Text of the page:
InCloud and Wearable Technology
Smartglasses are the all-work, no-play wearable that people actually use
The future of smartglasses will be realized by a factory worker operating a 3000-pound stamp press, not a gamer stomping on virtual-reality bad guys. Face computers are all about scanning bar codes on cardboard boxes, punching in and out on production equipment, and providing real time tracking progression of work orders, not scanning tourist attractions for augmented reality overlays.
Are you getting this?
Smartglasses are a productivity story. They’re about getting things done. This is the vision of InCloud Control, which this Friday will begin seeding XOEYES Smartglass Manufacturing Solution to some two-dozen companies in blue-collar business sectors ranging from small manufacturing to oil and gas.
The XOEYES has two user-changeable earpieces. One earpiece contains the glasses’ battery, while the other one houses sensors and core-logic. A 5-megapixel video camera sits smack-dab in the middle of the frames.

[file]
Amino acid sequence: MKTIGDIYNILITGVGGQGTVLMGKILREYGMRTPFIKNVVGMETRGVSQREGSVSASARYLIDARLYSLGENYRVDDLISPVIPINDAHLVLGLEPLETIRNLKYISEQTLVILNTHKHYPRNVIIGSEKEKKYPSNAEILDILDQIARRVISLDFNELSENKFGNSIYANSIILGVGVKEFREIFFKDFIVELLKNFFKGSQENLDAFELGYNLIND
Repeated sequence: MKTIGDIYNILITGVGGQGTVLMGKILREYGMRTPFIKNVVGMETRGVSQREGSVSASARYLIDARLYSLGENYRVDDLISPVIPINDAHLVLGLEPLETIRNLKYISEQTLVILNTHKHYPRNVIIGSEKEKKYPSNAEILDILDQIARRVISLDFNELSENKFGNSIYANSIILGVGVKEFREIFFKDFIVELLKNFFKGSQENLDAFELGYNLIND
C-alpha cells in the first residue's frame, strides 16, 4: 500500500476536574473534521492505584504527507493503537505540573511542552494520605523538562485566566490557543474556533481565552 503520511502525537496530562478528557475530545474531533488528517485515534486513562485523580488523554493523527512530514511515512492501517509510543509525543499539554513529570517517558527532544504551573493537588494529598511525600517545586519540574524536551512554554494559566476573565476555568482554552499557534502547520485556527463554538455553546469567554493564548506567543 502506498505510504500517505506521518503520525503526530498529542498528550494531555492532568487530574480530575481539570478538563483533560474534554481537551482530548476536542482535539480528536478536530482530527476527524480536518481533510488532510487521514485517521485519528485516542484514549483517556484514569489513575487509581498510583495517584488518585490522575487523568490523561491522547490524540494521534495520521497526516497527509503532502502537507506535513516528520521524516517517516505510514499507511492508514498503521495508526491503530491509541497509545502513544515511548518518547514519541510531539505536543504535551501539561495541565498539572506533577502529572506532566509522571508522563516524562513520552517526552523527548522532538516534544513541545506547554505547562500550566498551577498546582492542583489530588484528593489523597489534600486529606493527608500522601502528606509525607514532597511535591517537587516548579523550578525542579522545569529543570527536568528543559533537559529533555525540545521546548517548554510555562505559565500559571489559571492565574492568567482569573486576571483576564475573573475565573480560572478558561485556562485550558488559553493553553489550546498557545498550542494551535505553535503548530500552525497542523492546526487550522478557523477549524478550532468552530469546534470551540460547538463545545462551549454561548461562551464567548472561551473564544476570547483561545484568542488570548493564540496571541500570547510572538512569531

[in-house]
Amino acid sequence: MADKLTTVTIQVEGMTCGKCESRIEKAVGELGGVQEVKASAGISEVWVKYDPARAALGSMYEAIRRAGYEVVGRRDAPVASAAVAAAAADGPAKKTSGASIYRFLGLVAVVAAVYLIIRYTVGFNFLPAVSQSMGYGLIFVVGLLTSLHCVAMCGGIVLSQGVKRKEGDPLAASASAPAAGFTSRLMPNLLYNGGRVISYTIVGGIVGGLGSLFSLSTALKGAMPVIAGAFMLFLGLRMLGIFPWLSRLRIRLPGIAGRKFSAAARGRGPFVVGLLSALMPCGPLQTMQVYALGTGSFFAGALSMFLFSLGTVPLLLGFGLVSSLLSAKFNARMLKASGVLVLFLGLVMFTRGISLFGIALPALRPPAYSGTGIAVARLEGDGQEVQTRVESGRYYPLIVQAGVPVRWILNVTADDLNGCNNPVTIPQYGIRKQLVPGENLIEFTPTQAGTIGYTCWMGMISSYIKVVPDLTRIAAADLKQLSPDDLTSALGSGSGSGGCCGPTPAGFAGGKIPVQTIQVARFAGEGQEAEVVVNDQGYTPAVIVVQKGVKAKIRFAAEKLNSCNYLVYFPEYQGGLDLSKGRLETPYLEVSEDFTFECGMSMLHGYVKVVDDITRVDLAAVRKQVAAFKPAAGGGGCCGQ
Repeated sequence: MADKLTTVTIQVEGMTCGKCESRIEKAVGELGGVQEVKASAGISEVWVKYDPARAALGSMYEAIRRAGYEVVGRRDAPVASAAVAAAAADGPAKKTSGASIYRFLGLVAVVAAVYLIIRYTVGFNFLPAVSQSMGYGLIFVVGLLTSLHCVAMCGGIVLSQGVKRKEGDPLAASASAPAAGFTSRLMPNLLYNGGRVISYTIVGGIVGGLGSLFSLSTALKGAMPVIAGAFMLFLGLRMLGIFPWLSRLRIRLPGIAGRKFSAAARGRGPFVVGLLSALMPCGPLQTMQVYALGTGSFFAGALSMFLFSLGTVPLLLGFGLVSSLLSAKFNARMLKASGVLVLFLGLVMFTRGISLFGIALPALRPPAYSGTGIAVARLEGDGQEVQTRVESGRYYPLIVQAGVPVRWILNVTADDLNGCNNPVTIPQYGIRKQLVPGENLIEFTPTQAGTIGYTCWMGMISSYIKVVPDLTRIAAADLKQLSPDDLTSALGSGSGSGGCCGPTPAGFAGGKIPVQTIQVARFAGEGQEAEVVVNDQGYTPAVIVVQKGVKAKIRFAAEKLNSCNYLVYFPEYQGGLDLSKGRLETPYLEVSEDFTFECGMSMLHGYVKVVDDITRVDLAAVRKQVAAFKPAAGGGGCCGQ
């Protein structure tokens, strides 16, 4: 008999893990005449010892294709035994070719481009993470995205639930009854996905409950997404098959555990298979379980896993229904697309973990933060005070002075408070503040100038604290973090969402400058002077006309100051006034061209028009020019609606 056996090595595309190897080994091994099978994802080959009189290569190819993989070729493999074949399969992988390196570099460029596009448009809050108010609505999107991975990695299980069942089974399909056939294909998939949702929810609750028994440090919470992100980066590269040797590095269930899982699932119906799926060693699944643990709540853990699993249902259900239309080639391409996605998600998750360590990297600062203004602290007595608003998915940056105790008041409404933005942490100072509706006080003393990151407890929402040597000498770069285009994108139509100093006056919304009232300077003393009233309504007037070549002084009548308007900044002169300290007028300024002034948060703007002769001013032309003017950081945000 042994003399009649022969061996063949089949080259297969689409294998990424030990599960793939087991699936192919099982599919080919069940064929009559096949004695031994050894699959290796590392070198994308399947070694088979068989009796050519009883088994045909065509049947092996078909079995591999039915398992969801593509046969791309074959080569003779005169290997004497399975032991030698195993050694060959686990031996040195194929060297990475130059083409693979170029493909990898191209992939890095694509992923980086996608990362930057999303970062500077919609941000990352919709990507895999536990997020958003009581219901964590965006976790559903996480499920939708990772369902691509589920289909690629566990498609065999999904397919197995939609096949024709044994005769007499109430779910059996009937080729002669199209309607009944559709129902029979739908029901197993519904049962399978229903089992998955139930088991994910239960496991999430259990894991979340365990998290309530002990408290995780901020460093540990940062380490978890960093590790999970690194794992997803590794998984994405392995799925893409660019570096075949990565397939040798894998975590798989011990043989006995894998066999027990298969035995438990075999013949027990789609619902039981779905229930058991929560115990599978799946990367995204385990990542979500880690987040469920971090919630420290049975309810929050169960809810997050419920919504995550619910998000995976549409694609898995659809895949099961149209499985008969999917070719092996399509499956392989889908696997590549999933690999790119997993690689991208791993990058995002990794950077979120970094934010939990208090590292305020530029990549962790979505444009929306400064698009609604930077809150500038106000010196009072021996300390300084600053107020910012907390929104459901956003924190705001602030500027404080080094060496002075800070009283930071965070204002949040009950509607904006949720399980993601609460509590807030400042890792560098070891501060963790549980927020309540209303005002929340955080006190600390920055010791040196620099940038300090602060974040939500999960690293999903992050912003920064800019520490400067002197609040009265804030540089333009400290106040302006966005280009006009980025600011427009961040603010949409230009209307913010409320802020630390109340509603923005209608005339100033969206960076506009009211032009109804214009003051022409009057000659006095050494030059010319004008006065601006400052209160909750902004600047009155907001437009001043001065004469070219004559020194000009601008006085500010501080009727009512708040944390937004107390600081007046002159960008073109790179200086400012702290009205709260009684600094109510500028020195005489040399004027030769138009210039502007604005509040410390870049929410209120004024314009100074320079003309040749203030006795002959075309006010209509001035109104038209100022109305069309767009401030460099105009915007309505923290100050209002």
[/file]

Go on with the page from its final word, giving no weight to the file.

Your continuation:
Smartglasses represent the next wave of business communication. Every 20 years, a new technological breakthrough fundamentally changes how workers communicate with each other and clients. In the 1950’s, the enterprise space depended mostly on phones. Faxes made an impact in the 70’s, and email changed everything in the 90’s.
Next up: “activity streams.” Smartglasses like the XOEYES will share streams of data—audio, video and even rarefied sensor information—to connect workers with colleagues in unprecedented and liberating ways.
”If a technician could share an activity stream from these glasses instead of waiting for a supervisor to physically come to that location – just imagine how much faster problems would be resolved.”
Activity streams are the next 20-year cycle, and wearables are a huge part of this. Whether it’s capturing a bar code, or capturing video of what a technician is seeing, I’m able to transmit data from the employee to the cloud to various devices in the workplace. Right now, people trade email and video to troubleshoot problems. But if a technician could share an activity stream from these glasses instead waiting for a supervisor to physically come to that location – just imagine how much faster problems would be resolved.